The research paper by Adnis Antoniades of the European Central bank and Charles Calmoiris and Donna Hitscherich of Columbia Business School ( ) begins by noting that “The manner in which firms sell themselves in the market is an important, and little-studied, topic. Firms must decide whether to enter into an agreement with an acquiror as part of a bilateral discussion or as part of a broader “auction” process. Once they have chosen to do one or the other, they must decide how aggressively to continue to market themselves to other would-be acquirors prior to their shareholders’ vote on the acquisition. Firms, unlike commodities, are unique assets and are acquired as part of a costly process of investigation by potential acquirors.”


Boards of directors of a target company have a responsibility to obtain the “best transaction reasonably available to the company”. In the increasingly governance-minded environment of the modern board this often manifests itself in a demand that an acquirer acquiesce in the target firm having a “go shop” provision to see if another, better offer can be solicited from other potentially interested buyers.  In turn this often results in acquirers demanding, and receiving, a termination or “break fee”. These seem to have settled in the 3% – 5% range.

Their research on this arrives at some interesting conclusions:

  • “Go shop” provisions are most commonly seen in deals involving public companies where there is a widely distributed shareholder base (i.e. no dominant shareholder voices on the board). Where a dominant shareholder exists, “go shop” clauses are less common. As the paper notes “the interest of legal counsel may also diverge from that of target shareholders. To the extent that future potential clients evaluate law firms on the basis of their ability to avoid litigation risk in the crafting of merger agreements, lawyers seeking to acquire reputations for negotiating transactions that avoid litigation risk may advise their clients to use go-shops too frequently. Because go-shops may serve to reduce litigation risk, lawyers always benefit when their clients include a go-shop clause, even if adopting a go-shop is not value maximizing for the client.”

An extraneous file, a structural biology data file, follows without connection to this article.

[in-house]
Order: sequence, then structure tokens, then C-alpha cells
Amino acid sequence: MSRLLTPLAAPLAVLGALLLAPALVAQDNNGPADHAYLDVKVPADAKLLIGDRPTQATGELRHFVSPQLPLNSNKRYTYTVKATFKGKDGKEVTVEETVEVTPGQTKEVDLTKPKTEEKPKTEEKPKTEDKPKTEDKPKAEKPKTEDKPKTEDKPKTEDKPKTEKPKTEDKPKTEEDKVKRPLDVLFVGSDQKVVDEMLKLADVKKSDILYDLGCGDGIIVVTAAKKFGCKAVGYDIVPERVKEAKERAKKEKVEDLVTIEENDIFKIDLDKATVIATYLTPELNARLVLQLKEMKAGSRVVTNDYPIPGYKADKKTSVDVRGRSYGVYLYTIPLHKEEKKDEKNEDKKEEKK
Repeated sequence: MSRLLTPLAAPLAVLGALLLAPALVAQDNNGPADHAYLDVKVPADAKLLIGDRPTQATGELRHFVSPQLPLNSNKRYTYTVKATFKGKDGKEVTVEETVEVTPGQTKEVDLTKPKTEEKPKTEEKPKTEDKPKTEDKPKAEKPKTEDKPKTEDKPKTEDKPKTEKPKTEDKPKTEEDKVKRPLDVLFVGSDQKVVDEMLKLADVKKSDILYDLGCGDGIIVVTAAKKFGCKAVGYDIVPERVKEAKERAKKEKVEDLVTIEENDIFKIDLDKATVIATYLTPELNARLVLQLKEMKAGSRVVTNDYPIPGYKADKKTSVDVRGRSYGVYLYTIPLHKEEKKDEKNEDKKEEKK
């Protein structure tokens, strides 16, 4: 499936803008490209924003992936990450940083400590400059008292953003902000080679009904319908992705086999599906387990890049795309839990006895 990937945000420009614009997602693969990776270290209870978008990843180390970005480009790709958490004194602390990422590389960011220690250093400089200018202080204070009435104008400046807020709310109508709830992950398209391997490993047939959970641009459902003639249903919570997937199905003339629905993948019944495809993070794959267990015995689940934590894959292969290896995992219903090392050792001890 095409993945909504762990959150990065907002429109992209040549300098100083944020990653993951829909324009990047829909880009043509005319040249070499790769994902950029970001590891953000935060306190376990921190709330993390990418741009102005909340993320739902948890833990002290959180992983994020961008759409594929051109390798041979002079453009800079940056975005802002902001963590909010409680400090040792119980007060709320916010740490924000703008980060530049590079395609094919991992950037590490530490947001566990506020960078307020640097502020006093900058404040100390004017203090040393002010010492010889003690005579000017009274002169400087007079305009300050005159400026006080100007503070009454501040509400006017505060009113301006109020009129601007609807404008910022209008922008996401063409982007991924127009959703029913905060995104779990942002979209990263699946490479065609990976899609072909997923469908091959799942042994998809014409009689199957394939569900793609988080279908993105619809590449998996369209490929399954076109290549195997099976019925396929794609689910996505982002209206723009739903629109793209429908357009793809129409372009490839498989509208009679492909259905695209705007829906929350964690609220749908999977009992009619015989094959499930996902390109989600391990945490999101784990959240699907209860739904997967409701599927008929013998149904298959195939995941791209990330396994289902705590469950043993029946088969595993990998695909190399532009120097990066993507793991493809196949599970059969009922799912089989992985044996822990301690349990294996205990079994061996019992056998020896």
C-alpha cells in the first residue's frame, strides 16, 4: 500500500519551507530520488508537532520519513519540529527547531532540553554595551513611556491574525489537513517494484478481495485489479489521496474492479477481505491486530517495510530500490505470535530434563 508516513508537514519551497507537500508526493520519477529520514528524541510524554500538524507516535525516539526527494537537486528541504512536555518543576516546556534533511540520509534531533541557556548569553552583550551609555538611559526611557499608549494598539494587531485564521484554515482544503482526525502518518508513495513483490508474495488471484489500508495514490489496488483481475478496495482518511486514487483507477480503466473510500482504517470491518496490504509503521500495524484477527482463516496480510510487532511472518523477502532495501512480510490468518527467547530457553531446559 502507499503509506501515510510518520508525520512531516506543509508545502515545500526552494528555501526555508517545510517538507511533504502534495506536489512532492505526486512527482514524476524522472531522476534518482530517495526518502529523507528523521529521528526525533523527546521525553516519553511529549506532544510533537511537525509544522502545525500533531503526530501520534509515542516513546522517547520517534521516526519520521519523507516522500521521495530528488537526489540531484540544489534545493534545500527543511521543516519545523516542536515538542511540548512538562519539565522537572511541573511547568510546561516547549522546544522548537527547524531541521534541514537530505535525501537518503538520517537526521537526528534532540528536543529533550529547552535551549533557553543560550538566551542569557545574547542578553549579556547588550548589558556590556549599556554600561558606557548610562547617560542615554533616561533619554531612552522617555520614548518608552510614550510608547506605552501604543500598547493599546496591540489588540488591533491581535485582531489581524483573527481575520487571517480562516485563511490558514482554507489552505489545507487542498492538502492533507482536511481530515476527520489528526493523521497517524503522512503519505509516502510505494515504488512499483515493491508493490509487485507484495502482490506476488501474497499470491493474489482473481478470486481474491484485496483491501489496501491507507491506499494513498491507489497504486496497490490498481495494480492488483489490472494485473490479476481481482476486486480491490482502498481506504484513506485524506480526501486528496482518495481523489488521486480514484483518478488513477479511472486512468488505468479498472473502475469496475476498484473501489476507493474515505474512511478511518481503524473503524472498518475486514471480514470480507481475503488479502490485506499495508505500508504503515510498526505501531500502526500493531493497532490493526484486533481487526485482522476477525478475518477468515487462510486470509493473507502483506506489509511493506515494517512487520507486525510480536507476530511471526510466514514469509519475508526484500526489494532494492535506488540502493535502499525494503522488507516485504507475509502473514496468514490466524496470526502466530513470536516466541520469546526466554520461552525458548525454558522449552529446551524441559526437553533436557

• This state of affairs is seemingly producing growingly perverse outcomes. Buyers, wary of “go shop” provisions, are increasingly shrinking the takeover premia they are willing to pay (perhaps, it might be inferred, to retain dry powder to top a competing bid during the “go shop” period). By the same token, many “go shop” periods do not produce a better, competing offer. As a result deals are being done below where they might have transacted had the “go shop” not been in place. This removes legal risk for the board, but reduces potential returns for shareholders

In light of this, public companies facing an unsolicited offer could benefit from hiring an independent adviser. A first order of business would be to work with an adviser to ascertain whether an offer is full-premium or in fact a bid priced to allow for a tactical flexibility to top a bid solicited during a potential “go shop” period. Put another way, there may be circumstances in which a “go shop” is appropriate and others during which efforts could be better invested in negotiating a trade off between securing a “best and final” offer and restricting or abandoning a go shop period. The goal in either instance would be to ensure that shareholder value is maximised.  The major investment banks – whether bulge bracket or Canadian bank-owned dealers – are rife with conflicts of interest (they may be lenders to, advisers to, investors in or trading counterparties to the other side) and are consequently less well suited to this role than a truly independent firm.